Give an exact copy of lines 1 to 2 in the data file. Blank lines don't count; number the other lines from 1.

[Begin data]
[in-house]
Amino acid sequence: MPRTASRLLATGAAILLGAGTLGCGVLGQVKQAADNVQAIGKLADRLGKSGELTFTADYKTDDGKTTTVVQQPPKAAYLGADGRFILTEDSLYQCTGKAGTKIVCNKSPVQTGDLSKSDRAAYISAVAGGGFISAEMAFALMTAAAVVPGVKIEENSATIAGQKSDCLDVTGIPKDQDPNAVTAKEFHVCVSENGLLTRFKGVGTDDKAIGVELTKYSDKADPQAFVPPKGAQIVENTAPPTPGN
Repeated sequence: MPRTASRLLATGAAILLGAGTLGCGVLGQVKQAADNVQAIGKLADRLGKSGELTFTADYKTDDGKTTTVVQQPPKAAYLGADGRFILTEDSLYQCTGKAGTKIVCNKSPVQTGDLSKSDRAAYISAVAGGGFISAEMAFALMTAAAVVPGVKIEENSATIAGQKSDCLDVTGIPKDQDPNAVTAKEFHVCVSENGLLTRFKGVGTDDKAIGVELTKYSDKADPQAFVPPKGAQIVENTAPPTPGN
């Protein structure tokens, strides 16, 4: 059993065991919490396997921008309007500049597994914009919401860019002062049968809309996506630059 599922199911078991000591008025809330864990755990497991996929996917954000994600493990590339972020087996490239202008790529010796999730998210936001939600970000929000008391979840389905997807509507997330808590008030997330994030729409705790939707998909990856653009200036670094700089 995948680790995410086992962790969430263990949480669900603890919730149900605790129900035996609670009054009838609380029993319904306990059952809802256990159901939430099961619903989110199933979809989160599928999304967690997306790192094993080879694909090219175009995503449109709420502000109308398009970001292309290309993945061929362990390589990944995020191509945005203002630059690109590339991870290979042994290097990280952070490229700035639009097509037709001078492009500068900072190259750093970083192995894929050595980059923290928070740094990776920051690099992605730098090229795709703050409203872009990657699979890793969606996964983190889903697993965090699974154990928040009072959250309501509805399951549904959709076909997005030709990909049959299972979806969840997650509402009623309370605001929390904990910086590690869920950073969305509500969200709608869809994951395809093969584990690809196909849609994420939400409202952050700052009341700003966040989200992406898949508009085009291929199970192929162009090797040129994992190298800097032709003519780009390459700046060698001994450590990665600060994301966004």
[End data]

[in-house]
Amino acid sequence: MPRTASRLLATGAAILLGAGTLGCGVLGQVKQAADNVQAIGKLADRLGKSGELTFTADYKTDDGKTTTVVQQPPKAAYLGADGRFILTEDSLYQCTGKAGTKIVCNKSPVQTGDLSKSDRAAYISAVAGGGFISAEMAFALMTAAAVVPGVKIEENSATIAGQKSDCLDVTGIPKDQDPNAVTAKEFHVCVSENGLLTRFKGVGTDDKAIGVELTKYSDKADPQAFVPPKGAQIVENTAPPTPGN